Of course, Fuller is not the only one to draw connections among hockey, the media, and differences between Canadian and American national identities. In fact, Gruneau and Whitson get the name of their book from Canada's most famous television program -- Hockey Night in Canada. Like learning to skate before learning to walk, the pair suggest that the Saturday night "TV program made us feel like part of a national community" (2). Thus, Fuller suggests that hockey is of utmost importance to the nation's identity, not only as a sport, but also as a major media event. In this world of globalization and satellite and Internet television broadcasting, media has become the defining feature of many nations. Thus, the use of media to depict Canadian and American values so antithetically is of utmost importance to Canadians and suggests that the sport is integral in the defining of a national identity.
In addition to simply highlighting the differences between Canadians and Americans, especially through media depictions, hockey has also been seen as a symbol of Canada's own values. This is most apart through Fuller's description of the documentary, Shinny. In fact, "the twelve rules of Shinny," around which the document is structured, are Canadian value qualities such as "make your own rules," "you always play for fun," and "no team is ever really beaten" (27). While these may be the rules of street or local hockey teams, they double as the rules, or at least values, of Canada. Canadians value freedom, and the ability to "make their own rules," their own fun, and live a united lifestyle without "ever being beaten," unlike Americans who stress competition. Furthermore, Fuller's depiction of the film suggests that shinny's ability to bring Canada together as one community is another one of its important traits. In fact, Fuller states that:
One could argue that there is something paternalistic, and even patronizing about the charitable efforts of these well-intentioned southerners. However, this is not the point-of-view that the film takes. Hockey (in its "pure" incarnation shinny) is portrayed as transcending differences in order to build community (28).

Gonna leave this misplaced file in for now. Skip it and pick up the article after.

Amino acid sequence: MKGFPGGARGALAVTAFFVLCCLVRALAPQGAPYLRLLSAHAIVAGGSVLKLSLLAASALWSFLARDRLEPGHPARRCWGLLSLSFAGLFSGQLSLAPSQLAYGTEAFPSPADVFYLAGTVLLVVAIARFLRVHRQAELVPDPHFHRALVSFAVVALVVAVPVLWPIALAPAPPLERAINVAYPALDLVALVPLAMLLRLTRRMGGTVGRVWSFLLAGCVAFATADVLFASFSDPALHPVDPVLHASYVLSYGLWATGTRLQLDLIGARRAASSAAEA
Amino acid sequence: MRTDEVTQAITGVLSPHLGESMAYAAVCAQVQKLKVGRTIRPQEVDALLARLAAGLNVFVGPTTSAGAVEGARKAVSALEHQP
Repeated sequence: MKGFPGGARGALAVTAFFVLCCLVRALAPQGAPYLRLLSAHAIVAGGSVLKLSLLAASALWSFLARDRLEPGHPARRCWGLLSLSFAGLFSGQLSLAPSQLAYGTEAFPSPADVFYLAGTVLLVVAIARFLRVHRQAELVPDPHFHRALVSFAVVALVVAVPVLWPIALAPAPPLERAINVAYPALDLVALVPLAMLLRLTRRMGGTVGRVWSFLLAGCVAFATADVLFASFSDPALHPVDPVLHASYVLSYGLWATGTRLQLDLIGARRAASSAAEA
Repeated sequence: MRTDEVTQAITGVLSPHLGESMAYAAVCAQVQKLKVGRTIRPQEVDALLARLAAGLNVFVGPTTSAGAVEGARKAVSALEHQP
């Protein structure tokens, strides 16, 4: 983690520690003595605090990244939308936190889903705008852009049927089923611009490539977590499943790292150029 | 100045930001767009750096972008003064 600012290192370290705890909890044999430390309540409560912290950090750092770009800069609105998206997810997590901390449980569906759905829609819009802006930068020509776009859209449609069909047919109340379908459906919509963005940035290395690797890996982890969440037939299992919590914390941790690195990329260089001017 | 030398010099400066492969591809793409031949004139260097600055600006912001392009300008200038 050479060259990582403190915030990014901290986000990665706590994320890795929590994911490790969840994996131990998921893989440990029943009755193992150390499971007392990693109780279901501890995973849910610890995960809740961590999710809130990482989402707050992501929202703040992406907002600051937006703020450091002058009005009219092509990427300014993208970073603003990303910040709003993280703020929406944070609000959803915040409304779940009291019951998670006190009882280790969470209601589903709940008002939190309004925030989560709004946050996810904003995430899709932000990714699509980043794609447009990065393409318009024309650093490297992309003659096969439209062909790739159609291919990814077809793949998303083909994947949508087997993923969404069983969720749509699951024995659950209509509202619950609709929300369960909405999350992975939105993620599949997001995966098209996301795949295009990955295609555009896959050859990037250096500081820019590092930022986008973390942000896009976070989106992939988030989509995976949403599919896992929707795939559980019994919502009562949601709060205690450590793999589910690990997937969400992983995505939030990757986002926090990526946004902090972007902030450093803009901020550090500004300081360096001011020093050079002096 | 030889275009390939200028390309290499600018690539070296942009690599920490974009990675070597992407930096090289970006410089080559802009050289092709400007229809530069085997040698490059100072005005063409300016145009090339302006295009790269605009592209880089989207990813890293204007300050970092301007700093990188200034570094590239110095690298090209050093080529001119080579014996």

The previous statement directly relates to rich gifts of hockey items to poor, natives in far North Canada. Fuller suggests that the depiction suggests another one of Hockey's values that is truly Canadian, the desire for community and unity with all people. Gruneau and Whitson make the same argument by…… [Read More]
Thus, some suggest that the competition between the workers was crucial. More precisely "competition between high-wage white workers and low-wage Asian workers explains racial exclusion (...) labor competition was the central feature of ethnic division in the working class, and exclusion was the only viable strategy under these circumstances." (Creese, 1988, 294)
Despite this possible explanation there were other factors as well that determined the white workers to exclude Asians. However, there was a sense of lack of organization at the level of immigrant workers especially because they were considered to have no desire for such an organization. Even so, in some cases, there was also a fear of the extremist workers who were considered to be capable of radicalism (Creese, 1988, 294). Other opinions suggest that economic factors as well as ideological ones are also viable for offering an explanation. In this sense, there were irreconcilable differences in terms of cultural approaches to work and labor. More precisely, "the key to intra-working-class conflict was immigrants' different expectations before arriving in Canada. Asians were cheap and docile because they faced worse conditions in their countries of origin and expected nothing better than they found in Canada; while European, especially British immigrants expected better conditions and were radicalized" (Creese, 1988, 294).